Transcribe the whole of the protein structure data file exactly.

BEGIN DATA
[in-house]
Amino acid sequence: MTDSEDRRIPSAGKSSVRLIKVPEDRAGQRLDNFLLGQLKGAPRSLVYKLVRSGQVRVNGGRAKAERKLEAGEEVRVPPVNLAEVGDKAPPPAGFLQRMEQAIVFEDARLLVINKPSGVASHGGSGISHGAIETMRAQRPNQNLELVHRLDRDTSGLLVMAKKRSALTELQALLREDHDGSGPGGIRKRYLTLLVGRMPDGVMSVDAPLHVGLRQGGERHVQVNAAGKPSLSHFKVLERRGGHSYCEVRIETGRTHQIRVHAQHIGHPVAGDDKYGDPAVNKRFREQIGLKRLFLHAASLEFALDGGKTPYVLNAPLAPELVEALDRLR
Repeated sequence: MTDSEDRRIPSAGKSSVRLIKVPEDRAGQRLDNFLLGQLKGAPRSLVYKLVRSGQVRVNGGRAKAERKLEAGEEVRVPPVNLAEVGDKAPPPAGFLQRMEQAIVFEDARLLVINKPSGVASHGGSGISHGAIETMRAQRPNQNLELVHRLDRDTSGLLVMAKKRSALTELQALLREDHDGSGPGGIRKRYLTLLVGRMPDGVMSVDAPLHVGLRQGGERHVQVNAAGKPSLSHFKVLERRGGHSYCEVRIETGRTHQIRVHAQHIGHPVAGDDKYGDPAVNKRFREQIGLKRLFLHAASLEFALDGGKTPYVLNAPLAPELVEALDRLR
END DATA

[in-house]
Amino acid sequence: MTDSEDRRIPSAGKSSVRLIKVPEDRAGQRLDNFLLGQLKGAPRSLVYKLVRSGQVRVNGGRAKAERKLEAGEEVRVPPVNLAEVGDKAPPPAGFLQRMEQAIVFEDARLLVINKPSGVASHGGSGISHGAIETMRAQRPNQNLELVHRLDRDTSGLLVMAKKRSALTELQALLREDHDGSGPGGIRKRYLTLLVGRMPDGVMSVDAPLHVGLRQGGERHVQVNAAGKPSLSHFKVLERRGGHSYCEVRIETGRTHQIRVHAQHIGHPVAGDDKYGDPAVNKRFREQIGLKRLFLHAASLEFALDGGKTPYVLNAPLAPELVEALDRLR
Repeated sequence: MTDSEDRRIPSAGKSSVRLIKVPEDRAGQRLDNFLLGQLKGAPRSLVYKLVRSGQVRVNGGRAKAERKLEAGEEVRVPPVNLAEVGDKAPPPAGFLQRMEQAIVFEDARLLVINKPSGVASHGGSGISHGAIETMRAQRPNQNLELVHRLDRDTSGLLVMAKKRSALTELQALLREDHDGSGPGGIRKRYLTLLVGRMPDGVMSVDAPLHVGLRQGGERHVQVNAAGKPSLSHFKVLERRGGHSYCEVRIETGRTHQIRVHAQHIGHPVAGDDKYGDPAVNKRFREQIGLKRLFLHAASLEFALDGGKTPYVLNAPLAPELVEALDRLR